Ethiopian farmer Wetecha Geburie feared for his family when the rains failed, and the heat parched the countryside and threatened his farm.
No stranger to hardship in a region of Oromia Province where poor households commonly receive food and money handouts during the ‘hungry months’ of the year, when grain stores empty and the new year’s crops have yet to be harvested, the 48 year old father saw that 2016 was different, with the bone-dry conditions caused by the harsh El Níno weather wilting crops in the field.
On his own farm he witnessed a massive decline in the production of two popular wheat seed varieties that he had been was producing, but also saw hope in another – Kingbird – which demonstrated a resilience to drought beyond all his expectations.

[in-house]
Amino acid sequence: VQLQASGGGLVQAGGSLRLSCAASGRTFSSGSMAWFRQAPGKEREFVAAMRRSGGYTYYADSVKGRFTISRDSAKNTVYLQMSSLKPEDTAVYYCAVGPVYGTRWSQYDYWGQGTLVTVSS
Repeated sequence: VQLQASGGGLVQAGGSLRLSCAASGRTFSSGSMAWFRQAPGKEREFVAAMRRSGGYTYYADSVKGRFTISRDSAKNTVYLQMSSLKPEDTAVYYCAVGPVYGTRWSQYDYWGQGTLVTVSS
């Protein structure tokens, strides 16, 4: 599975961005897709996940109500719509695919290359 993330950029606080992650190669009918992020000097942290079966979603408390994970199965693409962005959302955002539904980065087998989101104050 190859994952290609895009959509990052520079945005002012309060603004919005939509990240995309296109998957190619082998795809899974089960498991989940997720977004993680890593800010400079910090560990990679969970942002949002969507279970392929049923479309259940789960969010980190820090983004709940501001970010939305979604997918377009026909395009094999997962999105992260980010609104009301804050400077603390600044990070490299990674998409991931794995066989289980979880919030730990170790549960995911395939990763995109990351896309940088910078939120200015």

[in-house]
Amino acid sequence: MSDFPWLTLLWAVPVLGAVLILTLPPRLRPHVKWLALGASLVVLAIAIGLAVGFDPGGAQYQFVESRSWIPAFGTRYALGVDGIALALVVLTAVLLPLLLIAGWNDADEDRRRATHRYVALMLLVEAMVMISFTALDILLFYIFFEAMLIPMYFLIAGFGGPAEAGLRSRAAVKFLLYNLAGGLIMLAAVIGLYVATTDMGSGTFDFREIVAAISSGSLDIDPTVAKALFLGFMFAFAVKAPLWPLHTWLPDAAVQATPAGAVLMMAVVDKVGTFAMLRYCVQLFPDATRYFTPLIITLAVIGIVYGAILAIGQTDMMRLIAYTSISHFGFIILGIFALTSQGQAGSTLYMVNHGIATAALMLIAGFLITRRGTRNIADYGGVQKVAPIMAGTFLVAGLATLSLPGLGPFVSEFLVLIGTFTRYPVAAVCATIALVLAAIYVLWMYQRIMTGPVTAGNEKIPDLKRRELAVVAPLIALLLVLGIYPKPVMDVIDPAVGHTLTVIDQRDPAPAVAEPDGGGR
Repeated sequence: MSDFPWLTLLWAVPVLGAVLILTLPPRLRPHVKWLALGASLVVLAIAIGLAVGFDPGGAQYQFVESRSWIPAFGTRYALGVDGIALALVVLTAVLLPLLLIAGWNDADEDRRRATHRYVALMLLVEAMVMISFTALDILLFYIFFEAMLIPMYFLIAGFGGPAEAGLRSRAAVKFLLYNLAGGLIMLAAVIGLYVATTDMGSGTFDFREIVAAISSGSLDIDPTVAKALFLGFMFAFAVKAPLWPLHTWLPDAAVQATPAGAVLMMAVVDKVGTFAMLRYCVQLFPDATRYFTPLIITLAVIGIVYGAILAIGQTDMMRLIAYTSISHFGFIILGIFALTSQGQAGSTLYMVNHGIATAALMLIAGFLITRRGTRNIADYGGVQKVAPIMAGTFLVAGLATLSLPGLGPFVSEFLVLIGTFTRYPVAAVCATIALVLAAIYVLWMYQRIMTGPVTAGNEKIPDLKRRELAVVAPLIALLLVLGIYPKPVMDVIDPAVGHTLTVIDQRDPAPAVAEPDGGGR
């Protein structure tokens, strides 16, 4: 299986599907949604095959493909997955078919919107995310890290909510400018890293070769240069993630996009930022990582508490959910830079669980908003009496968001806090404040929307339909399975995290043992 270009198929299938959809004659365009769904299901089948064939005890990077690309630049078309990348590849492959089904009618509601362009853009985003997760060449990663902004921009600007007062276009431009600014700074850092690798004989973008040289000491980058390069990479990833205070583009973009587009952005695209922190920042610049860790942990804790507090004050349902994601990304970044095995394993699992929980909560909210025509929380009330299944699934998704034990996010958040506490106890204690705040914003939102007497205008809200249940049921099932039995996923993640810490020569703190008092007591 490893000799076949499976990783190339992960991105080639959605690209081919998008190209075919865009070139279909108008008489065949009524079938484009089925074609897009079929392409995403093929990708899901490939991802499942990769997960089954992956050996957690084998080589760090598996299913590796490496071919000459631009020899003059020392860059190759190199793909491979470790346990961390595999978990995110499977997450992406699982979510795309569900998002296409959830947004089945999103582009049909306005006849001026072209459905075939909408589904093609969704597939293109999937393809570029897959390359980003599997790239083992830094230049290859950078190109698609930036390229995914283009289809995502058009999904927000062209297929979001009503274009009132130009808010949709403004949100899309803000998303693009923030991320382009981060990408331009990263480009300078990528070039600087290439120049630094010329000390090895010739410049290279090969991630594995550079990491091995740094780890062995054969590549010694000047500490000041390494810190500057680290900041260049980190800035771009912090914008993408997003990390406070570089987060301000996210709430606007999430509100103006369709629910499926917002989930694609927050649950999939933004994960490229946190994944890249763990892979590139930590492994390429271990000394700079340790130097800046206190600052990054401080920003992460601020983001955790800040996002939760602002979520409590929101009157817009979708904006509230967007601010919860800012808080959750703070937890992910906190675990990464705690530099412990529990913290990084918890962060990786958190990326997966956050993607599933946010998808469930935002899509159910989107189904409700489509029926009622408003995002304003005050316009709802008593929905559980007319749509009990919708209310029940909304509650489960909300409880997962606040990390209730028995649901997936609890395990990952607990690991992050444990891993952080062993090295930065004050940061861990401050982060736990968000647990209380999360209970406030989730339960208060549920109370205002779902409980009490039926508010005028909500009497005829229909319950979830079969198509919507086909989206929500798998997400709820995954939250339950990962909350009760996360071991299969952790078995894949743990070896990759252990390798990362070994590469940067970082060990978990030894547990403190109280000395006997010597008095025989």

As a community-based seed multiplier with Zenbaba Farmers Coop in Meskan district, Wetecha, and Kingbird, have a key role to play in Self Help Africa’s efforts to protect food production in the face of the current drought.
Developed four years earlier by Kenyan agricultural research services as a disease resistant and drought tolerant strain, Wetecha says that the Kingbird wheat seed variety can help local communities cope with the changing climate in their region.
With more than 15 million people in Ethiopia facing severe food shortages this year as a result of the drought, seed growers who are producing drought tolerant varieties are essential.
A network of cooperative affiliated producers are set to supply and distribute their improved varieties of seed to almost 15,000 households across Sodo, Mareko and Meskan districts of Oromia in the coming months, under a Self Help Africa project that is specifically designed to improve community resilience to climate change in the years ahead.